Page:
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Looking at DeMarcus Cousins' Future by Looking at the Past

Feb. 21, 2012; Miami, FL, USA; Sacramento Kings power forward DeMarcus Cousins (15) during the first half against the Miami Heat at American Airlines Arena. Mandatory Credit: Steve Mitchell-US PRESSWIRE
Feb. 21, 2012; Miami, FL, USA; Sacramento Kings power forward DeMarcus Cousins (15) during the first half against the Miami Heat at American Airlines Arena. Mandatory Credit: Steve Mitchell-US PRESSWIRE

DeMarcus Cousins came onto the NBA scene a couple years ago and surprised many of us with his versatility. Coming out of Kentucky, John Calipari had used DeMarcus almost exclusively in the low post, and for good reason. Cousins was a monster down there in college. He was too big, too skilled and had a great set-up man in John Wall feeding him the ball. He scored 15.1 points on 55.8% from the field in just 23.5 minutes per game.

When DeMarcus came to the NBA however, he was allowed a lot more freedom, and immediately used it to show that he was much more than a low post guy. In particular, he began to shoot more jumpers. A LOT more. Mid-range jumpers, long jumpers, spin-and-fade jumpers, DeMarcus shot them all and then some. When he did park down low and attack the basket, he met with much less success than he did in college, as NBA defenders are much bigger, stronger and experienced. The end of year results were not pretty from an efficiency standpoint, as DeMarcus shot just 43.0% from the field with a True Shooting Percentage of .484.

DeMarcus also liked to show off his passing and playmaking skills, and while they were impressive, it also led to a very high turnover rate. Combined with his inefficiency from the floor and team-high usage rate, DeMarcus would do something bad just about as often as something good.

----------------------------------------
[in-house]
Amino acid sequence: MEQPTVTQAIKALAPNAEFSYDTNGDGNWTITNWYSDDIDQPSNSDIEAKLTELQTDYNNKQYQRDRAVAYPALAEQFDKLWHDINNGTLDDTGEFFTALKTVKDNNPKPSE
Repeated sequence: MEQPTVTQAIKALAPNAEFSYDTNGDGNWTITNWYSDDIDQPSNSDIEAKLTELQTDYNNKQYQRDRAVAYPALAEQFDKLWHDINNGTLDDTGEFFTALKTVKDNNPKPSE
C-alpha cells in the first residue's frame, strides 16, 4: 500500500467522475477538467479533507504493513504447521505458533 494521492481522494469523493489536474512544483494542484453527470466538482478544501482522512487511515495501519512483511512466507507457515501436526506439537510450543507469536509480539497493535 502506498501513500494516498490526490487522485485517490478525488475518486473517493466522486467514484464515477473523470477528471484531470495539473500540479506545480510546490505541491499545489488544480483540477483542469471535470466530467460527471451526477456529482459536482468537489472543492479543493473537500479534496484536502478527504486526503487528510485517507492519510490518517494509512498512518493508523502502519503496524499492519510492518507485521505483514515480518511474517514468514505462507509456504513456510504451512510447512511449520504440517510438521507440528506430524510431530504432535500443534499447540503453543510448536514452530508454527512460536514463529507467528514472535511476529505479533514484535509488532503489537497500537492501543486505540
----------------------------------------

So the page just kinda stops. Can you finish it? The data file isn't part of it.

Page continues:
Things got a bit better in his Sophomore year despite a rough start. DeMarcus was able to increase his Field Goal Percentage to 44.8%, a nice improvement but still poor for a big man. He got better as the year progressed though, and in 14 games in April he scored 19.8 points per game on 47.3% from the field. Despite playing just 30 minutes a game, he still managed to average 11 rebounds on the year. New big man coach Clifford Ray seemed to have a real impact on the way DeMarcus played, and his improved conditioning also helped. We saw glimpses of the DeMarcus Cousins that could not just be one of the best big men in the NBA, but one of the best players.

But can DeMarcus get there if he continues to be inefficient from the field? Is there historical evidence of other big men who began inefficiently and then became successes? How did they do it?

To find this out, I used's excellent Play Index to search for Forward/Centers who averaged 18 points or more per game while shooting under 45% from the field. I also narrowed down the search criteria by only searching only since 1985. Because DeMarcus is listed as a Forward and not a Center or Forward-Center in Bball-Ref's database, there are a lot of SFs on the list that I ignored for the sake of this post.